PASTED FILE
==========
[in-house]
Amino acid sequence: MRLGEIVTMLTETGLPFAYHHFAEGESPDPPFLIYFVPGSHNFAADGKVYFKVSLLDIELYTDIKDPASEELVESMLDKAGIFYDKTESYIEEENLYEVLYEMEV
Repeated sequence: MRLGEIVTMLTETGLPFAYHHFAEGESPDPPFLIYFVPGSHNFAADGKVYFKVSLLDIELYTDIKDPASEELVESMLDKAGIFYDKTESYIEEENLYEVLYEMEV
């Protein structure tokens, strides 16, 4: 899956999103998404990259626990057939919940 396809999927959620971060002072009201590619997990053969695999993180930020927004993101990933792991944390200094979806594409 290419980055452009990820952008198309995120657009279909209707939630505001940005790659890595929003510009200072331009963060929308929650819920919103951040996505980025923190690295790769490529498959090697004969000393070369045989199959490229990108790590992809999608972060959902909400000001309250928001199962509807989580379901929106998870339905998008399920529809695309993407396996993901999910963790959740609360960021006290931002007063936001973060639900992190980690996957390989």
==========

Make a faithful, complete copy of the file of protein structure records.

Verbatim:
[in-house]
Amino acid sequence: MRLGEIVTMLTETGLPFAYHHFAEGESPDPPFLIYFVPGSHNFAADGKVYFKVSLLDIELYTDIKDPASEELVESMLDKAGIFYDKTESYIEEENLYEVLYEMEV
Repeated sequence: MRLGEIVTMLTETGLPFAYHHFAEGESPDPPFLIYFVPGSHNFAADGKVYFKVSLLDIELYTDIKDPASEELVESMLDKAGIFYDKTESYIEEENLYEVLYEMEV
């Protein structure tokens, strides 16, 4: 899956999103998404990259626990057939919940 396809999927959620971060002072009201590619997990053969695999993180930020927004993101990933792991944390200094979806594409 290419980055452009990820952008198309995120657009279909209707939630505001940005790659890595929003510009200072331009963060929308929650819920919103951040996505980025923190690295790769490529498959090697004969000393070369045989199959490229990108790590992809999608972060959902909400000001309250928001199962509807989580379901929106998870339905998008399920529809695309993407396996993901999910963790959740609360960021006290931002007063936001973060639900992190980690996957390989």